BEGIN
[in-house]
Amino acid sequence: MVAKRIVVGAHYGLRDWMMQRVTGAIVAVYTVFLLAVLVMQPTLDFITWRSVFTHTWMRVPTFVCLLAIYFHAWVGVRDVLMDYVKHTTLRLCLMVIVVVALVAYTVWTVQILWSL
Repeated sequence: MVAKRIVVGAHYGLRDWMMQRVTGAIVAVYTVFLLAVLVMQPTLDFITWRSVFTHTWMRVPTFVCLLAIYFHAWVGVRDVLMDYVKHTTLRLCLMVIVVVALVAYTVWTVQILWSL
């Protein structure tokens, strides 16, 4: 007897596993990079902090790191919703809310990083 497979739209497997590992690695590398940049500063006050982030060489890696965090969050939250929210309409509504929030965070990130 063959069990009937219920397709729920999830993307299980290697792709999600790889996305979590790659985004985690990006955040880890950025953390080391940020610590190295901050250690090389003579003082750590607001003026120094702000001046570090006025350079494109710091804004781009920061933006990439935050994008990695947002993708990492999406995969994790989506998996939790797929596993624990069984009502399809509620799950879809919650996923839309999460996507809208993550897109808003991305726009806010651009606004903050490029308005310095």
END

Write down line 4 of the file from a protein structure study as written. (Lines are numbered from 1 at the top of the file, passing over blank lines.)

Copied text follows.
């Protein structure tokens, strides 16, 4: 007897596993990079902090790191919703809310990083 497979739209497997590992690695590398940049500063006050982030060489890696965090969050939250929210309409509504929030965070990130 063959069990009937219920397709729920999830993307299980290697792709999600790889996305979590790659985004985690990006955040880890950025953390080391940020610590190295901050250690090389003579003082750590607001003026120094702000001046570090006025350079494109710091804004781009920061933006990439935050994008990695947002993708990492999406995969994790989506998996939790797929596993624990069984009502399809509620799950879809919650996923839309999460996507809208993550897109808003991305726009806010651009606004903050490029308005310095």